Trekking into the vast, wild forest behind my house became an everyday event for my brother and me as children. The two of us grasped our Swiss army knives to form makeshift spears out of fallen branches on the forest floor. Even hissing snakes and spike-ridden vines did not deter our voyage into this Great Frontier.
This childlike perception of our adventures could not be further from reality. In reality, the woods of my adolescence has less in common with a wild forest than my house cat has with an African lion. Stretching no more than 30 feet deep and 200 feet across, the sparsely wooded area contained little more than reeds, ants, and ticks. However, nature’s presence at the edge of my lawn allowed me to engage with it’s power and retain my comfort. My introverted nature found solace in the dull roar of insect sounds, free from seas of people. Eventually, a love for nature sprouted. This love did not grow from distance from wilderness, as with the European settlers, but from distance from crowds.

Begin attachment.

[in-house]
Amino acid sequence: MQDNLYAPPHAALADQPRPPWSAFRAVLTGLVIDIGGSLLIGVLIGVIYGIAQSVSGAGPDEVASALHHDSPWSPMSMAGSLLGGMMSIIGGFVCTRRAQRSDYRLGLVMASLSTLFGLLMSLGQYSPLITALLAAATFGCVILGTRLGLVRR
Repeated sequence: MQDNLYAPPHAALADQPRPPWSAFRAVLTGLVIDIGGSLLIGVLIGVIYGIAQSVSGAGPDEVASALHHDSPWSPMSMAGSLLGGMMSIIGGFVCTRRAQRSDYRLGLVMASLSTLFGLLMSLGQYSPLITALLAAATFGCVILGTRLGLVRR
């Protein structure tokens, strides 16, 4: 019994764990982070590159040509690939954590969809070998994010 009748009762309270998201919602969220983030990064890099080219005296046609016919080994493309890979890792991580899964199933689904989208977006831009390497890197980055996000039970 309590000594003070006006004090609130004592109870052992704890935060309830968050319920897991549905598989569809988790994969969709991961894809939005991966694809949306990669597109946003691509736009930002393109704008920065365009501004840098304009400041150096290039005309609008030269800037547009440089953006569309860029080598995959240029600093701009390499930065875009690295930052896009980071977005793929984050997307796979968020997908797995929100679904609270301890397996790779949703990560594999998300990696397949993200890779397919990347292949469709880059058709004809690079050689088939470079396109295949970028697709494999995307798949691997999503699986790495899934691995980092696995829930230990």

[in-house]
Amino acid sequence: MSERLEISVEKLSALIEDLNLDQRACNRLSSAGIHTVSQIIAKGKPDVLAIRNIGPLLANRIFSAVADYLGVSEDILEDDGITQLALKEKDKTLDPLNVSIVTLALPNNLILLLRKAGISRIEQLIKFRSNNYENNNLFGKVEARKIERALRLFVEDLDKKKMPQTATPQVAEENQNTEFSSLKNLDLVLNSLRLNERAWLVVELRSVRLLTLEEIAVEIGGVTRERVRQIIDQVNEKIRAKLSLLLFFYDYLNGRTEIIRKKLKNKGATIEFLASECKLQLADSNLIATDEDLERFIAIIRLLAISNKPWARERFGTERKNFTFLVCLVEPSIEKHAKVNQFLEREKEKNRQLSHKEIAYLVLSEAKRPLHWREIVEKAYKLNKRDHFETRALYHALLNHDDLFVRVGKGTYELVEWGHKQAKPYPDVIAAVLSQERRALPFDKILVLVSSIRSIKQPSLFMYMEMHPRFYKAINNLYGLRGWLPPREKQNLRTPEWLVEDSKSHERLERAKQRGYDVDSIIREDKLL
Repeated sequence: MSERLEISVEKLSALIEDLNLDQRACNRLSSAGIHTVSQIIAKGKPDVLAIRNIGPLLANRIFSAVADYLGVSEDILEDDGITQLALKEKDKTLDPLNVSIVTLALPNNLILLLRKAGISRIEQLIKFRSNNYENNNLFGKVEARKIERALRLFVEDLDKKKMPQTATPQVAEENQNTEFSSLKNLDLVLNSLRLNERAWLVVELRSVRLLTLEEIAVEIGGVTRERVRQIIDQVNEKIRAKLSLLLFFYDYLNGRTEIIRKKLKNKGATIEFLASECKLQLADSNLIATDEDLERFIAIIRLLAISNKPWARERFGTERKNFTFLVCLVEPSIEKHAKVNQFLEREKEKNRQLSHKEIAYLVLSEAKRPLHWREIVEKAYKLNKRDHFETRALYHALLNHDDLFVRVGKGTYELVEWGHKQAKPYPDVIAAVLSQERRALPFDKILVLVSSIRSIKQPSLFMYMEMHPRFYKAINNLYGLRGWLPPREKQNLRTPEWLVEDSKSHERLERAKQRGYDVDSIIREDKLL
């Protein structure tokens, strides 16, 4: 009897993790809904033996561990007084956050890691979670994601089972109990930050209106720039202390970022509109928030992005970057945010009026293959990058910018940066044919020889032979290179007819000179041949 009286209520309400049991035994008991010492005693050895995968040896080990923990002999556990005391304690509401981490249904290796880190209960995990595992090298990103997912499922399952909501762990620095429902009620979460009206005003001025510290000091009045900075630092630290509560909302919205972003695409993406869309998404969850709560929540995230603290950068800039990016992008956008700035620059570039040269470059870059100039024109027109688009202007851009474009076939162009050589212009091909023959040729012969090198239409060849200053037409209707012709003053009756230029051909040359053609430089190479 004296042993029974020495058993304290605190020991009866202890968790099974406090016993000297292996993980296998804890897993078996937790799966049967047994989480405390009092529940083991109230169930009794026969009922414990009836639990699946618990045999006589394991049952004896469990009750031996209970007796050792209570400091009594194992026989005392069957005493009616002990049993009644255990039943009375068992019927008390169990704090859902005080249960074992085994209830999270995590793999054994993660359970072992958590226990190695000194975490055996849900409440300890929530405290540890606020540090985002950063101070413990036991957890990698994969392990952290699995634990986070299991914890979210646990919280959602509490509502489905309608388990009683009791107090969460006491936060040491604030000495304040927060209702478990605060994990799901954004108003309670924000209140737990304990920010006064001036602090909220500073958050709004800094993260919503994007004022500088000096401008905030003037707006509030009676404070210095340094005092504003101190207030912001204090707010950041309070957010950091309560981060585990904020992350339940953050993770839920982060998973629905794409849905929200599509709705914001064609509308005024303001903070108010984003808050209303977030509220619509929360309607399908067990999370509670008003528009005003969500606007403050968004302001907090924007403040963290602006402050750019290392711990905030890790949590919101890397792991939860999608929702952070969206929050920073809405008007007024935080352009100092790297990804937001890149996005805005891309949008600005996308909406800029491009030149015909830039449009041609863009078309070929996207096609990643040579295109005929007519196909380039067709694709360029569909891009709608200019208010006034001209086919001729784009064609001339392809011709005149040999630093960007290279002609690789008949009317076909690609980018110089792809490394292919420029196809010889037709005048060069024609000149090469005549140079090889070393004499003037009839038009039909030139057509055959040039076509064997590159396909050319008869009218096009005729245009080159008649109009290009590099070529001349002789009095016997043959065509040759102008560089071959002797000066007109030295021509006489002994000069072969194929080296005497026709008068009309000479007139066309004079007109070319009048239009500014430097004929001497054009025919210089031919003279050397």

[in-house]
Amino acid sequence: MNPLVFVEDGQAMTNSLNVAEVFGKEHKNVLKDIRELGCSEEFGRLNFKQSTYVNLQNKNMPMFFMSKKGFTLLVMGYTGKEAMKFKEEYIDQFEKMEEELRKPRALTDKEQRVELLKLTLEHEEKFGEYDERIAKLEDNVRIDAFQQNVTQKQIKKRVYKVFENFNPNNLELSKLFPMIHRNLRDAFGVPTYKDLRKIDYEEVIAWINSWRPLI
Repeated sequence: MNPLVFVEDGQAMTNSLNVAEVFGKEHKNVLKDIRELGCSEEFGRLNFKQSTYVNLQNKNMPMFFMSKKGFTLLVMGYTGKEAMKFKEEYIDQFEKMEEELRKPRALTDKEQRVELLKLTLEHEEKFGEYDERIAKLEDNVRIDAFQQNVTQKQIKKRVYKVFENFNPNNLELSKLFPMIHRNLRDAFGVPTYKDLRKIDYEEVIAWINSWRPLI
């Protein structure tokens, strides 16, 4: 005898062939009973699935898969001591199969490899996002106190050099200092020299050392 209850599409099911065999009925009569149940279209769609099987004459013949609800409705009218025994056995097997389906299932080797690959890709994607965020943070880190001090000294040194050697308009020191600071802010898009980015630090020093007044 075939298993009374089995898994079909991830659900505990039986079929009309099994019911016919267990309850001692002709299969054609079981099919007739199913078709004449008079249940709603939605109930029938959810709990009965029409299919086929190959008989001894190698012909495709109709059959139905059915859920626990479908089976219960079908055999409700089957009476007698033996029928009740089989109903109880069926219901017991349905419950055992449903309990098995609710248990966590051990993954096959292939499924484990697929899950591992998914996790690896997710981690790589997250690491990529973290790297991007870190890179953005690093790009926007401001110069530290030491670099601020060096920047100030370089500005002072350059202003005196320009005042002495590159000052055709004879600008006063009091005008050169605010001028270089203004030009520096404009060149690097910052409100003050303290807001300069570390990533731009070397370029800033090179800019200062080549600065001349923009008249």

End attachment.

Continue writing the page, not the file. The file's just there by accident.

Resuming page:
I generally feel more comfortable in woods than crowded cities due to this experience with tame, peaceful woodlands at home. Internal calm in the woods brought me to value presence in a space, or engagement in my immediate surroundings. Social media and crowded places disinterest me for this reason. Their overwhelming nature diminishes my ability to engage with them. A quiet suburban forest, however, can arrests my attention for hours. This perception of a domesticated plot of trees and vines as “nature” may seem simplistic, but in reality, it acted as a bridge from the comfort of my modern home to a love for the ever ambiguous “Great Outdoors.”